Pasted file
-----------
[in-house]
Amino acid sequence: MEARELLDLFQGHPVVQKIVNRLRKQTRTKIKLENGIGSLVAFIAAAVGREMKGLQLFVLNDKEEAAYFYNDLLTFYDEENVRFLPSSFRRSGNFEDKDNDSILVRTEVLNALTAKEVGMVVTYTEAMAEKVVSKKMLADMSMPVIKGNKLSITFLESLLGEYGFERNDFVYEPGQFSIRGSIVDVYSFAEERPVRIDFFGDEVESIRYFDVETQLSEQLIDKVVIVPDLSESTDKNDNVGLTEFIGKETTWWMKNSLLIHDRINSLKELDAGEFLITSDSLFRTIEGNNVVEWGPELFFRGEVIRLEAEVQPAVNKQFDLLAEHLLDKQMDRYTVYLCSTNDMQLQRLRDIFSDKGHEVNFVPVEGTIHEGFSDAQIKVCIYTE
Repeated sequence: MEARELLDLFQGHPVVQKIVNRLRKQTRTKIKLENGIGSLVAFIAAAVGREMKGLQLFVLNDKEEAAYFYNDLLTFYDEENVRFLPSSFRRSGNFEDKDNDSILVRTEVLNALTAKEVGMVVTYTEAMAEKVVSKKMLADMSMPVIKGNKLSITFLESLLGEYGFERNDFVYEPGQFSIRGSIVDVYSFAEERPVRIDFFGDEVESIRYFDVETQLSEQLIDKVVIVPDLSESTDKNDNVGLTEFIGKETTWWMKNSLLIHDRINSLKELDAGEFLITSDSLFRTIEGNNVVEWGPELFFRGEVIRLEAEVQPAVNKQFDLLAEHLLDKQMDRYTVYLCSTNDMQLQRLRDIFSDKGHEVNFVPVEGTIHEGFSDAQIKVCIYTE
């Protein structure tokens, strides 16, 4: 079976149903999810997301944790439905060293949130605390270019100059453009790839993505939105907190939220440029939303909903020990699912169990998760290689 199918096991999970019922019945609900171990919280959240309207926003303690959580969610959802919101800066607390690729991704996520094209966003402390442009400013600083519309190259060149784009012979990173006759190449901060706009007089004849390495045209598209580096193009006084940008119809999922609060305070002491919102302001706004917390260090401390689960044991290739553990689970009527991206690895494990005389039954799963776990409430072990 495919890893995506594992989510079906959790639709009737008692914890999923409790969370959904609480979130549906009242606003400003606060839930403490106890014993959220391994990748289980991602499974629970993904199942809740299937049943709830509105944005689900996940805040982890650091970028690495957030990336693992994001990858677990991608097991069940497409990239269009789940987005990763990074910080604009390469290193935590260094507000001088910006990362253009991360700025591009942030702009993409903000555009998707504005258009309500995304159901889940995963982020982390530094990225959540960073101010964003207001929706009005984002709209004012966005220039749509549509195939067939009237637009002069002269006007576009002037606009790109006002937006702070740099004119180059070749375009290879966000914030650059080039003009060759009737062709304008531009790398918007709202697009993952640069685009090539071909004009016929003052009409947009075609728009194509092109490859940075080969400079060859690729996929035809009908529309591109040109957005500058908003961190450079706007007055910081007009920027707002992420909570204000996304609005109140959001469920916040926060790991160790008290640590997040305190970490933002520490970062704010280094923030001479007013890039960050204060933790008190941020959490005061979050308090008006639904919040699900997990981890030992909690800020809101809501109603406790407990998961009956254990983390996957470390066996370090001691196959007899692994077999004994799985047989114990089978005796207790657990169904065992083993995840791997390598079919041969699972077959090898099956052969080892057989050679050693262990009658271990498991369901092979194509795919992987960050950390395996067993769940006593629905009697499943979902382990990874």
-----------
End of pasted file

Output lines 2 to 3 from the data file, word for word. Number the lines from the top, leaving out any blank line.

Amino acid sequence: MEARELLDLFQGHPVVQKIVNRLRKQTRTKIKLENGIGSLVAFIAAAVGREMKGLQLFVLNDKEEAAYFYNDLLTFYDEENVRFLPSSFRRSGNFEDKDNDSILVRTEVLNALTAKEVGMVVTYTEAMAEKVVSKKMLADMSMPVIKGNKLSITFLESLLGEYGFERNDFVYEPGQFSIRGSIVDVYSFAEERPVRIDFFGDEVESIRYFDVETQLSEQLIDKVVIVPDLSESTDKNDNVGLTEFIGKETTWWMKNSLLIHDRINSLKELDAGEFLITSDSLFRTIEGNNVVEWGPELFFRGEVIRLEAEVQPAVNKQFDLLAEHLLDKQMDRYTVYLCSTNDMQLQRLRDIFSDKGHEVNFVPVEGTIHEGFSDAQIKVCIYTE
Repeated sequence: MEARELLDLFQGHPVVQKIVNRLRKQTRTKIKLENGIGSLVAFIAAAVGREMKGLQLFVLNDKEEAAYFYNDLLTFYDEENVRFLPSSFRRSGNFEDKDNDSILVRTEVLNALTAKEVGMVVTYTEAMAEKVVSKKMLADMSMPVIKGNKLSITFLESLLGEYGFERNDFVYEPGQFSIRGSIVDVYSFAEERPVRIDFFGDEVESIRYFDVETQLSEQLIDKVVIVPDLSESTDKNDNVGLTEFIGKETTWWMKNSLLIHDRINSLKELDAGEFLITSDSLFRTIEGNNVVEWGPELFFRGEVIRLEAEVQPAVNKQFDLLAEHLLDKQMDRYTVYLCSTNDMQLQRLRDIFSDKGHEVNFVPVEGTIHEGFSDAQIKVCIYTE